Effects of Hybrid Work on Career Advancement: AMA


The American Management Association (AMA), a world leader in professional development, surveyed 1,000 US knowledge workers to better recognize the impact remote and hybrid work can have on employee development, advancement and overall success.

The rapid increase in hybrid work is a direct result of the pandemic, and it appears the trend is here to stay for the foreseeable future. When lockdowns in major cities forced many businesses to rethink work environments on short notice, it meant massive numbers of leaders and their employees were in a situation they may not have been prepared or trained for.

The AMA survey revealed there are critical differences between how men and women perceive office-based work, especially men who are early in their careers. The responses indicated 52% of men aged 25 to 34 who are in the office at least four days a week believe it is helpful to their careers, and improved their ability to be coached and developed. In comparison, only 30% of women saw the same advantages.

Compared to women, men aged 35 to 44 said working from the office provided significantly greater visibility to senior leaders (50% vs. 37%) and enhanced job satisfaction (40% vs. 27%). So while 73% of respondents reported that hybrid work enhanced their quality of life and 70% said it improved job satisfaction—it is also impacting critical aspects of opportunities related to career mobility.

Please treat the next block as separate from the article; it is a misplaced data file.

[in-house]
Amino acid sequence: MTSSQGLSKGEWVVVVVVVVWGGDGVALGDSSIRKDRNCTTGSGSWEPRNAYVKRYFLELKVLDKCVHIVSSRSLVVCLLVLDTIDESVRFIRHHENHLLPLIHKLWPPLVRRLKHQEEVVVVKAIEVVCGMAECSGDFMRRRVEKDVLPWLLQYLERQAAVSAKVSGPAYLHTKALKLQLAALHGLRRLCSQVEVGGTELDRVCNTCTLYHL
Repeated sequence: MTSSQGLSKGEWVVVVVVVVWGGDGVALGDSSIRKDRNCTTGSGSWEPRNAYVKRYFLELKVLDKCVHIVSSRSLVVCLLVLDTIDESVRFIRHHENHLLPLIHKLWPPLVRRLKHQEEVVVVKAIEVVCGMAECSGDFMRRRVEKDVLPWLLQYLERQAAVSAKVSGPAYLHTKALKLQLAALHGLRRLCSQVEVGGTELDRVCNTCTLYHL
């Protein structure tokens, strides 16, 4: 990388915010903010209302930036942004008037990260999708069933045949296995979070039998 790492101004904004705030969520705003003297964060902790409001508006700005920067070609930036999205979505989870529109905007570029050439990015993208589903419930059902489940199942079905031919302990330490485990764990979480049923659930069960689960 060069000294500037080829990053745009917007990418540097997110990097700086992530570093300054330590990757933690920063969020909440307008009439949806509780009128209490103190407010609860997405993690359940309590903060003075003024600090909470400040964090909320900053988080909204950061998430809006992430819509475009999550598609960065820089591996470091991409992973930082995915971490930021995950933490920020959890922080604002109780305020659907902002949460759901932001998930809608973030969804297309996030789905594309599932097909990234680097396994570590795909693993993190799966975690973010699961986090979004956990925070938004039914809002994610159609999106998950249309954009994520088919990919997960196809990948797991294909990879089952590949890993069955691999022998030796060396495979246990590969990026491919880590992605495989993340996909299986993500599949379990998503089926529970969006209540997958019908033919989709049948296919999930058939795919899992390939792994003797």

According to AMA President & Chief Executive Officer Manny Avramidis, “Managers and leaders need to ensure their organization’s employees—regardless of gender and workplace environments—are being developed, coached and given opportunities for advancement equitably.”

Teamwork is also an important consideration. Approximately half (51%) of respondents who work remotely at least one weekday said remote work hinders rapport building. The proportion jumped to two-thirds (67%) for those who go to an office daily.

Both collaboration and rapport in the workplace have changed dramatically since the pandemic, and they are integral to high-performing, competitive organizations. That means workers must have both traditional team-building skills and the self-direction to effectively collaborate with colleagues when not co-located.

The report also maintains that it is in the best interest of both organizations and employees to recognize and make sure all workers have equal access to equitable training and mentoring opportunities regardless of workplace formats—whether remote, hybrid, or in the office.

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